guss also rode a Trubisky/Gabriel stack to take down FanDuel’s weekly main event. Similar to DraftKings, DeAndre Hopkins was an unpopular play despite his teammates, Deshaun Watson and Will Fuller, commanding double-digit ownership. While it’s often wise to go with the chalk at running back, this is a perfect example of why fading popular receivers can be profitable. We know that wide receivers don’t need perfect conditions to put up big games, especially the expensive, high-volume ones. Because wide receiver is so volatile from week to week, even among the top players, a player like Odell Beckham is almost never four times as likely to put up a big game as Hopkins but the most popular plays will often be rostered in four-to-five times as many lineups, as was the case between those two in Week 4.

The Bills reminded us that they are, in fact, the Bills. Green Bay went into the week ranked 27th in total aFPA to opposing offenses and Buffalo still couldn’t manage to score a single point. Few defenses ever reach double-digit ownership but the Vikings' flop against the Bills in Week 3 kept Green Bay’s ownership largely in check against an offense that DFS owners should be targeting on a weekly basis.

TJ’s Final Take

DFS scores have been noticeably higher this year. On FanDuel, for example, my opponents averaged about 113 points in main slate head-to-head games at the $1–$5 level last season—through four weeks this year, that average is roughly 142 points. With a flex position replacing the kicker, we should have expected a bump in scoring but it’s not just FanDuel. Scoring is up across the industry. Every DraftKings Millionaire winner has scored more than the winning lineup average score in 2017.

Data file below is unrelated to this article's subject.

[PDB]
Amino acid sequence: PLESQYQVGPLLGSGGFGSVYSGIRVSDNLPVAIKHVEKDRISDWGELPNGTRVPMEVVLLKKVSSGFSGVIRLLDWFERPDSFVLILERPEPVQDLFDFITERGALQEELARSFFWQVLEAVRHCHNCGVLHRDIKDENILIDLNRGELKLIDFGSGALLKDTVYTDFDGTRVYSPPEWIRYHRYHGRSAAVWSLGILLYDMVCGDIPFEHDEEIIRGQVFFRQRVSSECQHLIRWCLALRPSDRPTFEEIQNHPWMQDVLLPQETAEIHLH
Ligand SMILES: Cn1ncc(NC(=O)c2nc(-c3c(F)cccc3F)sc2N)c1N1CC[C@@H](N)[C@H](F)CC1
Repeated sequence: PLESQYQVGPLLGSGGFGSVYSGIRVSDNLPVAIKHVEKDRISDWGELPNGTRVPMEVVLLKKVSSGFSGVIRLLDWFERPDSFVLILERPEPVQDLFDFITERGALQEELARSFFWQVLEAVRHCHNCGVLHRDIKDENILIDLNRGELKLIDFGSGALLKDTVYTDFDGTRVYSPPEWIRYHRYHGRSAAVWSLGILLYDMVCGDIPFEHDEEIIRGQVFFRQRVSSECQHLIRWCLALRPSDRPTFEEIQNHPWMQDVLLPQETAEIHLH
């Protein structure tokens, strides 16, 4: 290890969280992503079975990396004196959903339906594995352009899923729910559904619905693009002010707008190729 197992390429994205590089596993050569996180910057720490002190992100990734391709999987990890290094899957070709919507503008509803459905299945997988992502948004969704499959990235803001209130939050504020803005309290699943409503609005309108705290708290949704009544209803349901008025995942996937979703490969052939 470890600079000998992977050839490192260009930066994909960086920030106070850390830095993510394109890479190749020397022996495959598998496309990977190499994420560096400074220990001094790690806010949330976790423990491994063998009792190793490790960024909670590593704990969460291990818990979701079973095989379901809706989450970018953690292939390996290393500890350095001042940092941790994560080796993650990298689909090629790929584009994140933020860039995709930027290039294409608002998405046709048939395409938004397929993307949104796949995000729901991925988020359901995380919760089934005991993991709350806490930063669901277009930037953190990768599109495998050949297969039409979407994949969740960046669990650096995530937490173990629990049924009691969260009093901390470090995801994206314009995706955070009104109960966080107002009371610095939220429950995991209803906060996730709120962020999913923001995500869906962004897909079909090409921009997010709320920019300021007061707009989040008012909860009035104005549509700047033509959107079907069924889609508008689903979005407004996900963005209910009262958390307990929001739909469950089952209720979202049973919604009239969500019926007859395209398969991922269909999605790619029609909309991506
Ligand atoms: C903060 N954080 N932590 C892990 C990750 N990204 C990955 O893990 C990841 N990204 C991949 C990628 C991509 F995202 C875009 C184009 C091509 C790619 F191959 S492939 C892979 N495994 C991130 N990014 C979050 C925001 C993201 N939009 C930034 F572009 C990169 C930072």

Are games getting tougher? Probably. But there’s also another factor at work here. Popular plays seem to be hitting at an extremely high rate. There aren’t enough data points this early in the year to compare 2018 to other seasons in terms of the success rate of chalk plays, but the impact of the chalk hitting is higher scores, especially when the chalk is high-priced, high-volume players like Alvin Kamara. Football is a high-variance game and the chalk simply can’t continue to dominate scoring. Even the best football prognosticators are only right about 60 percent of the time and the public—which is represented in the form of ownership percentages—is wrong more often than not.

Hoping that scoring normalizes is a very passive approach, though, and doesn’t address the possibility that the public is simply identifying the best plays more accurately than we’ve seen in the past. If that's the case, then DFS players should be thinking about lineup differentiation in every format, not just in GPPs. In cash games, this might mean embracing a more volatile approach to lineup construction and foregoing the highest-floor possible strategy that has largely been the norm. Ideas such as stacking and looking for correlation plays do theoretically lower the floor of a single lineup up but could start proving critical methods to get ahead of a game shrouded in groupthink. To be clear, I’m not saying we should often be looking for low-owned plays in cash games but finding spots to be unique is an important aspect to any format, especially if the average player is becoming more skilled.

Photo by Jonathan Daniel/Getty Images.